When you come right down to it, though, there is little in the world of information security that is more valuable than experience. And new graduates nearly always lack it to any significant degree. Just think about someone who takes a class in security policy. Say there are 15 class sessions that average three hours each. Then let’s generously assume that the student does 115 hours of work outside of class. By putting in 160 hours, the student can rightly be said to have worked hard for his grade. But all that time is still the equivalent of just four workweeks. Would you trust someone with that level of experience to develop a policy document for a large office or to meet some regulatory compliance standard? Clearly not. It is nice that they have this experience, but it just makes them better than a person with no experience at all.

Undergraduates don’t have expertise in their major; they have a slightly enhanced background. As for being qualified to combat the most elite hackers in the world, well, what exactly in a degree program that focuses on policies is preparing you to take on the hackers?

If the NSA and other parties want to reward promising students with scholarships for studying cybersecurity, then they need to think long and hard about what they expect to gain from such programs.

Scholarships are great. I believe in giving a hand to young people who show aptitude. But highly targeted scholarships can go wrong when the grantors expect to get certain results in return. And just consider some of the ways they could be disappointed in the results of their cybersecurity scholarship programs.

First of all, up to 80% of college students change their majors in college at least once. This means that as many as 80% of the people who receive cybersecurity scholarships are likely to not want to be in the cybersecurity profession by the time that they earn their undergraduate degrees.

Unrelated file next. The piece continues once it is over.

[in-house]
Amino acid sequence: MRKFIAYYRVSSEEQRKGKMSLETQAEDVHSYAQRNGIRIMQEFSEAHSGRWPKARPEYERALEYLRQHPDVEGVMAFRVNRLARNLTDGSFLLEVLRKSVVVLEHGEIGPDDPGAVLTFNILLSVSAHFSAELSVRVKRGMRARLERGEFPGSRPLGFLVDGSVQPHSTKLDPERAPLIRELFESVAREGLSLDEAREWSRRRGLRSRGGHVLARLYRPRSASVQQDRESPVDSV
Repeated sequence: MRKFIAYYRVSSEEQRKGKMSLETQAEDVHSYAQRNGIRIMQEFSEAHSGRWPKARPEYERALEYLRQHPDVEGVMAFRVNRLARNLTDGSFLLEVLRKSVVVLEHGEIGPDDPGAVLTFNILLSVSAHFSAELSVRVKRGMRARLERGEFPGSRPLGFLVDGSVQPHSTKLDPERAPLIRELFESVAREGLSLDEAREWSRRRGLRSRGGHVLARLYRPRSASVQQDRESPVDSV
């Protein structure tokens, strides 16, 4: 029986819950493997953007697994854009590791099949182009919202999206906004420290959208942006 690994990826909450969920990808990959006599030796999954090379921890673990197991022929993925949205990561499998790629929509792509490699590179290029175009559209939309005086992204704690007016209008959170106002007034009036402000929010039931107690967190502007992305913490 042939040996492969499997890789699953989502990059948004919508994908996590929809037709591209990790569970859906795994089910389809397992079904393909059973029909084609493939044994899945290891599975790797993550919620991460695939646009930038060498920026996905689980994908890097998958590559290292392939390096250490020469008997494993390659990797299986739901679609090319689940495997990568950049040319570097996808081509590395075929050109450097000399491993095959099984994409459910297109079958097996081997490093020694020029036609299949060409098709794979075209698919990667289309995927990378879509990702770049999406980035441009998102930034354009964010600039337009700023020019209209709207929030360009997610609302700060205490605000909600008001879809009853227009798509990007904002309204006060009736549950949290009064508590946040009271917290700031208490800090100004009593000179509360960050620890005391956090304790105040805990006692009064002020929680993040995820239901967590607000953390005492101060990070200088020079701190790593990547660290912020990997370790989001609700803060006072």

Worse, in a way, are the incompatible goals of an organization such as the NSA. It wants to give cybersecurity scholarships in particular to young people who have a tendency to think outside of the box. The funny thing about young people who think outside of the box: They often do things that will disqualify them for the security clearance they will need to get a job at the NSA.
Opinion by Ira Winkler

Let’s say that they are encouraged to develop their hacking skills. Will they resist the urge to use those skills, or will they do something like join up with Anonymous? If they do, the NSA is not going to get the benefit of their education in cybersecurity. Even more common, though, are young people who download music and other intellectual property illegally. I have heard that this has become a reason for denying clearances. What I hear is that there is a floor in the value of what was downloaded for a clearance to be denied. OK, but students who were selected because they are on the edge are probably more likely than other students to breach that floor.

When you come right down to it, there is more than a little bit of wishful thinking in this entire drive toward granting cybersecurity degrees. This is actually a case where the thing that we have been doing for years, specifically taking high-caliber people and cross-training them for cybersecurity roles, is a better approach than what has been proposed to replace it. It puts highly skilled people to immediate use, solving immediate problems. We simply have to fully commit ourselves to expanding a proven model, instead of grasping on to what is literally a science fiction plot and hoping we will get results many years from now.

 


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Tech giants appeal settlement decision in Silicon Valley hiring case

Attorneys for Google, Apple, Adobe Systems and Intel have appealed a judge’s decision to throw out a proposed settlement in Silicon Valley’s employee hiring case.